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Japan announces withdrawal from IWC to resume commercial whaling

Chief Cabinet Secretary Yoshihide Suga announces Japan's withdrawal from the International Whaling Commission during a press conference at the prime minister's office in Tokyo, on Dec. 26, 2018. (Mainichi/Masahiro Kawata)

TOKYO -- The government formally announced on Dec. 26 that Japan will withdraw from the International Whaling Commission (IWC) with the aim of resuming commercial whaling.

Japan is poised to resume full-scale commercial whaling in Japan's territorial waters and exclusive economic zone in July. It is extremely rare for Japan to pull out of an international organization.

The Cabinet of Prime Minister Shinzo Abe approved a decision to leave the IWC, which manages whale resources, on Dec. 25, and Chief Cabinet Secretary Yoshihide Suga made the announcement.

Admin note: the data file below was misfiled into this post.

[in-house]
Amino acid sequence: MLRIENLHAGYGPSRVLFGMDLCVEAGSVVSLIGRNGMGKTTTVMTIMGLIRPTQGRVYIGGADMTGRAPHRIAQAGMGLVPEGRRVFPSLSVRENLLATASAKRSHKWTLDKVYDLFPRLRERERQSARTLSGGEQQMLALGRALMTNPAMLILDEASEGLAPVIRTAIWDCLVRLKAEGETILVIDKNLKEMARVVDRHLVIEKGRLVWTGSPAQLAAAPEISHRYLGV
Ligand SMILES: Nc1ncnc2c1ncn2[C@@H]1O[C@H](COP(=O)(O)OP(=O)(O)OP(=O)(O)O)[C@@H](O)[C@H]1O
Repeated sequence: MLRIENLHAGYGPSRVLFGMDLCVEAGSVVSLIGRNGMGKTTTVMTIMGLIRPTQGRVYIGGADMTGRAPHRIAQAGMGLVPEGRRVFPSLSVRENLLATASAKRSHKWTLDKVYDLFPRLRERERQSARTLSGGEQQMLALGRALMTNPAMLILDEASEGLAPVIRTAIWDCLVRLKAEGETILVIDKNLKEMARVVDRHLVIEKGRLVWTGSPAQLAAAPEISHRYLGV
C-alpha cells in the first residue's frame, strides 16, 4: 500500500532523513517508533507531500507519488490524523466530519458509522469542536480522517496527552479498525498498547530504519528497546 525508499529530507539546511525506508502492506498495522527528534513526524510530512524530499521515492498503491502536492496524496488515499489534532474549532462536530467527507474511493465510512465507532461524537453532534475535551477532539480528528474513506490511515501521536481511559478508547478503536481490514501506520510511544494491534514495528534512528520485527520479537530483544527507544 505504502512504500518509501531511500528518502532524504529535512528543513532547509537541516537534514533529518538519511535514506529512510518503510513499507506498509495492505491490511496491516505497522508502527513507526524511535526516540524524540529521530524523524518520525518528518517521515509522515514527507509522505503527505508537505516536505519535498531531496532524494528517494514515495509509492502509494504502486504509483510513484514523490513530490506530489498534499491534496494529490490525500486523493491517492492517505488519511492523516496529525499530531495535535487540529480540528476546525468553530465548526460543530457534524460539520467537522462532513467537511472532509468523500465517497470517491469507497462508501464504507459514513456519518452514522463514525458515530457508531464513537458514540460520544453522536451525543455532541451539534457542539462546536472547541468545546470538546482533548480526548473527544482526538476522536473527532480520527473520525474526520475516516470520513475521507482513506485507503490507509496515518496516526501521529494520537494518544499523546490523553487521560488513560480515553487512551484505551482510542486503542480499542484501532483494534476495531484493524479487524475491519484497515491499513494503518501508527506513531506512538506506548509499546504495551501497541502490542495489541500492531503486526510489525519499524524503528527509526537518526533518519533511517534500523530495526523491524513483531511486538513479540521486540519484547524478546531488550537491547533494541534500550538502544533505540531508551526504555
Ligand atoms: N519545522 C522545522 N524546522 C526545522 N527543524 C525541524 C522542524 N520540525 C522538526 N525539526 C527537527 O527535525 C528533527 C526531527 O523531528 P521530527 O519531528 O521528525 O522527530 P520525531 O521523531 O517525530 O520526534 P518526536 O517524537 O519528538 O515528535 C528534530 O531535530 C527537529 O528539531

The IWC decided in 1982 to temporarily suspend commercial whaling. Japan has asked for the moratorium to be lifted, but Tokyo's plea has been rejected by the international organization due to stiff opposition from anti-whaling countries.

In this November 2017 file photo, family members bid farewell to a whaling vessel departing from the port of Shimonoseki, Yamaguchi Prefecture, for a voyage to the Antarctic Ocean. (Mainichi/Rika Uemura)

In 2014, the International Court of Justice ordered Japan to suspend its research whaling in the Antarctic Ocean.

Japan will not be able to continue research whaling from June 2019, because countries that do so are required by the International Convention for the Regulation of Whaling to join the IWC.

The Antarctic Ocean has been the main whaling area for Japan since before World War II, because 70 percent of large cetaceans are believed to feed in the area.

(Japanese original by Akiko Kato, Business News Department)

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